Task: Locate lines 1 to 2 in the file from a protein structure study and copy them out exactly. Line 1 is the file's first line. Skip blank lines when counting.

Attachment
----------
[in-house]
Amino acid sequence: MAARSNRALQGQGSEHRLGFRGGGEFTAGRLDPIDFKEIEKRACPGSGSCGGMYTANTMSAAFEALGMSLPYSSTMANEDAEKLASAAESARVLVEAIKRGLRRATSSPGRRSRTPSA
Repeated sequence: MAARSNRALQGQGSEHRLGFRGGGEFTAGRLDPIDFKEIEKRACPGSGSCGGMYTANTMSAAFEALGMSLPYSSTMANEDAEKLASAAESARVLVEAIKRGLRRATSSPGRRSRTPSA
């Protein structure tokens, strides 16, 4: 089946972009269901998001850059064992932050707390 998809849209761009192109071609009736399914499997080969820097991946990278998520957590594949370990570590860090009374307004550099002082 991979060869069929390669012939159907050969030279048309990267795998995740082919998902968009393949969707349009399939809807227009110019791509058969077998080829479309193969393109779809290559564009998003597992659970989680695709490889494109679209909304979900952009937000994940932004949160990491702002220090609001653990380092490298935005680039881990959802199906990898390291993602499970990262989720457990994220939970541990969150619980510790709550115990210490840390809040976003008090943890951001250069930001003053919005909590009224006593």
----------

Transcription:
[in-house]
Amino acid sequence: MAARSNRALQGQGSEHRLGFRGGGEFTAGRLDPIDFKEIEKRACPGSGSCGGMYTANTMSAAFEALGMSLPYSSTMANEDAEKLASAAESARVLVEAIKRGLRRATSSPGRRSRTPSA